The health risk information presented here is summarized from Shoreland Travax®, a decision-support tool used by health care providers to perform a detailed health risk analysis based on specific locations, individual travel styles, and traveler risk behaviors. Travax provides practitioners current, independently researched malaria risk and prevention recommendations in a map-based format that goes beyond the annual WHO and CDC statements included here. Not included here are current reports from Travax of disease outbreaks or environmental events that may pose elevated risks to travelers’ health and safety. The Providers section of this site offers a directory of health care providers who utilize Shoreland Travax for travel health counseling. Learn more about the detailed reports and maps available from these practitioners (includes links to samples).
Kosovo is a developing nation in the lower half of the world's economies. Located between Serbia and Macedonia in southeastern Europe, its climate varies by region but generally is characterized by hot, dry summers and cold, snowy winters.
Depending on your itinerary, your personal risk factors, and the length of your visit, your health care provider may offer you vaccination against hepatitis A, hepatitis B, influenza, measles, mumps, rubella, or rabies. Routine immunizations, such as those that prevent tetanus/diphtheria or "childhood" diseases, should be reviewed and updated as needed.
See also: Library article for Malaria
The following is current information as reported by the World Health Organization (WHO) and the U.S. Centers for Disease Control (CDC):
WHO—International Travel and Health (current online update, Country List)No statement given.
CDC—Health Information for International Travel (current online edition)Areas with malaria: None.
Drug resistance: Not applicable.
See also: Library article for Travelers' Diarrhea
Moderate risk exists throughout the country, with minimal risk in deluxe accommodations. Food and beverage precautions may reduce the likelihood of illness.
Travelers should carry loperamide for self-treatment of diarrhea and, if risk is moderate to high, an antibiotic to add if diarrhea is severe. Consult a knowledgeable health care provider regarding which antibiotic is appropriate for you and most effective for your destination.
Insect- and Arthropod-Borne Diseases
Other Disease and Health Risks
The material below includes information from the U.S. Department of State (DOS), U.K. Foreign & Commonwealth Office (FCO), Global Affairs Canada (GAC), and Australia's Department of Foreign Affairs and Trade (DFAT), as well as from additional open-source material. Standard safety precautions that apply to all international travel can be found in the Library article Safety and Security.
Consular Travel Advice
Due to ongoing violence and ongoing security concerns, U.S. (DOS), U.K. (FCO), Canada (GAC), and Australia (DFAT) advise reconsidering travel (or avoiding nonessential travel) to the municipalities of Zvecan, Zubin Potok, and Leposavi and to northern areas of the city of Mitrovica (Mitrovica Municipality).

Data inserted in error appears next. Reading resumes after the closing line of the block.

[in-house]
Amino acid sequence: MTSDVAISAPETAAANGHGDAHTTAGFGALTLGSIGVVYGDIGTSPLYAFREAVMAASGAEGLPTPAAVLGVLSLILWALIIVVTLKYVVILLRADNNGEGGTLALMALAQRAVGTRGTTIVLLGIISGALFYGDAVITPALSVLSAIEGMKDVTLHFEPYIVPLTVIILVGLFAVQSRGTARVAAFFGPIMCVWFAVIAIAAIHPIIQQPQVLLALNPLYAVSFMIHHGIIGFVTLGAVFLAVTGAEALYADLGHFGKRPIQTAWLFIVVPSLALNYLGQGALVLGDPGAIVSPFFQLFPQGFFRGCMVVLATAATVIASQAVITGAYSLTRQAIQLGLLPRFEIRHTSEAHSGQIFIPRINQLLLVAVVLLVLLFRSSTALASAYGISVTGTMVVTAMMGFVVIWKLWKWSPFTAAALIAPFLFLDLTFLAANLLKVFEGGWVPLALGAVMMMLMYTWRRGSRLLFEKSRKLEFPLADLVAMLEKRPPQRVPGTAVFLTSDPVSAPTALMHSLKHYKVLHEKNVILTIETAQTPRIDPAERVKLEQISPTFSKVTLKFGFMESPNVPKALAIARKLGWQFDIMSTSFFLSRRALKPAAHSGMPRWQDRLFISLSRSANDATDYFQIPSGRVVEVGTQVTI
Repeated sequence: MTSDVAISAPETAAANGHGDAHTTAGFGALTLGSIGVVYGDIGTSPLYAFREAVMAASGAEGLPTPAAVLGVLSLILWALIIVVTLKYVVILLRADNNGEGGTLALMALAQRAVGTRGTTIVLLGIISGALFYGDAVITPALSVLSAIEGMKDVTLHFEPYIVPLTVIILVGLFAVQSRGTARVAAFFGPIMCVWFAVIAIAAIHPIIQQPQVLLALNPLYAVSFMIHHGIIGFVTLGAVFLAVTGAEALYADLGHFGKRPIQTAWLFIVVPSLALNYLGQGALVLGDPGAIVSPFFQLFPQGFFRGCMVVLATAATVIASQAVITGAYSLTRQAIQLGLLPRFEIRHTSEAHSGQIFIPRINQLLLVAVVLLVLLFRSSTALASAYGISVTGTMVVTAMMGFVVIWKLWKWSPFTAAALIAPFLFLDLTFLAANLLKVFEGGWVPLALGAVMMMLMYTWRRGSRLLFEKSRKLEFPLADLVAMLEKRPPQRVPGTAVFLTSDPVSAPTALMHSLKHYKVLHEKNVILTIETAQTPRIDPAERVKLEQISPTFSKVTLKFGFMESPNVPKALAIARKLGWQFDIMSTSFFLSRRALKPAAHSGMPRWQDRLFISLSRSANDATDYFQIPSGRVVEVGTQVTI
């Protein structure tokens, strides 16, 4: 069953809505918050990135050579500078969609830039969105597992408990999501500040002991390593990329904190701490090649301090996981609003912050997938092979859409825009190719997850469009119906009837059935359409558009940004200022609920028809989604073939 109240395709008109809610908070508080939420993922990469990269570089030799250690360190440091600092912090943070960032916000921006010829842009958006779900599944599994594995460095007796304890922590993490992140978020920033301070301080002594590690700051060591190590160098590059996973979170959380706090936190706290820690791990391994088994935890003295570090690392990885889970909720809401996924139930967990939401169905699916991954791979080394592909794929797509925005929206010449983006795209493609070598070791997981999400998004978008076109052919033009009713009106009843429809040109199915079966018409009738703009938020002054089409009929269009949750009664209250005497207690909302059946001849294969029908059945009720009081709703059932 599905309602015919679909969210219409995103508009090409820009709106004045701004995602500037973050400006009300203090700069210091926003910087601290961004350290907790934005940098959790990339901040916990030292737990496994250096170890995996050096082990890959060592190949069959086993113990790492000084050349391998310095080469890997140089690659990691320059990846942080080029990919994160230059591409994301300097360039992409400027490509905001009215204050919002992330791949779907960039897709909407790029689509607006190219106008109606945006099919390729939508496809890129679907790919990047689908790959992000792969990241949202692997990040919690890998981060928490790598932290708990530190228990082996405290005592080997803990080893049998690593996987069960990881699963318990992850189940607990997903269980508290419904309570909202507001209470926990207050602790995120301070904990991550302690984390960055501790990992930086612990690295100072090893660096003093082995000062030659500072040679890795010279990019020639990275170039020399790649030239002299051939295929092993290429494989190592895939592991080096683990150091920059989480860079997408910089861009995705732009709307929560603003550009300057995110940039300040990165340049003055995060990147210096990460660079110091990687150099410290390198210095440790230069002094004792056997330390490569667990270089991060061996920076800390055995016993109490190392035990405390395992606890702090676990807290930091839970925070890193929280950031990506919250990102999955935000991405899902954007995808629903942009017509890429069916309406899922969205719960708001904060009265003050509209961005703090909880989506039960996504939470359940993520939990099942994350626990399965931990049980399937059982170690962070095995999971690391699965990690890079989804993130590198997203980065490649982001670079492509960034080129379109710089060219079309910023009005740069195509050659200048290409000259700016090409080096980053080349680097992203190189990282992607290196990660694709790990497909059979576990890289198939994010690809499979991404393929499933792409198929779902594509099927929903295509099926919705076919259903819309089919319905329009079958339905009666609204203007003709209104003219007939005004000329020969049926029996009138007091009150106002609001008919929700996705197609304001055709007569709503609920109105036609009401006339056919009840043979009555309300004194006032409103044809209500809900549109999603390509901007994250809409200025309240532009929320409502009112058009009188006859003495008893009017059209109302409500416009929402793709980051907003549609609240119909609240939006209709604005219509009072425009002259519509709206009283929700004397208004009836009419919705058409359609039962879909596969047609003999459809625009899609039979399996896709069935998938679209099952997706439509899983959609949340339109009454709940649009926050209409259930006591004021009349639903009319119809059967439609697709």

Risk of attack by transnational terrorist groups exists throughout Europe. Targets may include domestic and international organizations and businesses; public places and events, including those frequented by tourists; and transportation systems.
Low risk of violent crime (armed robbery and carjacking) exists throughout the country. Organized criminal groups are active in casinos and nightclubs.
Risk of petty crime exists throughout the country, especially in Pristina, in airports, on or near public transportation, in crowded places, and in areas frequented by foreigners and tourists. Theft of valuables from unattended vehicles is common.
Scams involving ATMs have been reported.
Protests and demonstrations frequently occur throughout the country, especially in the cities of Pristina and Gjakova, and have the potential to turn violent without warning. Bystanders are at risk of harm from violence or from the response by authorities. Disruption to transportation, free movement, or the ability to carry out daily activities may occur.
The security situation, particularly in north Kosovo, remains unpredictable.
Kosovo declared its independence in 2008; Serbia does not recognize Kosovo’s independence. Travelers may experience difficulty crossing that border; along the border the security situation is unpredictable, and attacks and roadblocks may occur.
International explosive ordnance disposal teams have cleared all major routes and population centers, in addition to marking remaining sites known to contain mines or other unexploded ordnance. However, unexploded land mines may remain along the Albania-Kosovo border. Cluster bombs are a problem throughout rural areas but can also be found elsewhere, including urban areas. Off-road travel and hiking in wooded areas can be dangerous. Exercise vigilance and risk-avoidance strategies.
National incidence data on traffic-related injury or death are not available.
Traffic flows on the right-hand side of the road. Travelers (including drivers and pedestrians) accustomed to traffic moving on the opposite side should be vigilant when navigating traffic.
Forest fires occur during the dry season from June through September, especially in northern areas.
Seismic activity frequently occurs.
Selected Embassies or Consulates in Kosovo
- United States: [+381] 38-59-59-3000; xk.usembassy.gov
- Canada: Canada does not have an embassy or consulate in Kosovo.
- United Kingdom: [+381] 038-254-700; www.gov.uk/world/organisations/british-embassy-pristina
- Australia: Australia does not have an embassy or consulate in Kosovo.
Kosovo's Embassies or Consulates in Selected Countries
- In the U.S.: www.ambasada-ks.net/us
- In Canada: [+1] 613-569-2828
- In the U.K.: [+44] 020-7405-1010
- In Australia: [+61] 02-6156-1532
HIV testing is not required to obtain a tourist, work, or residence visa.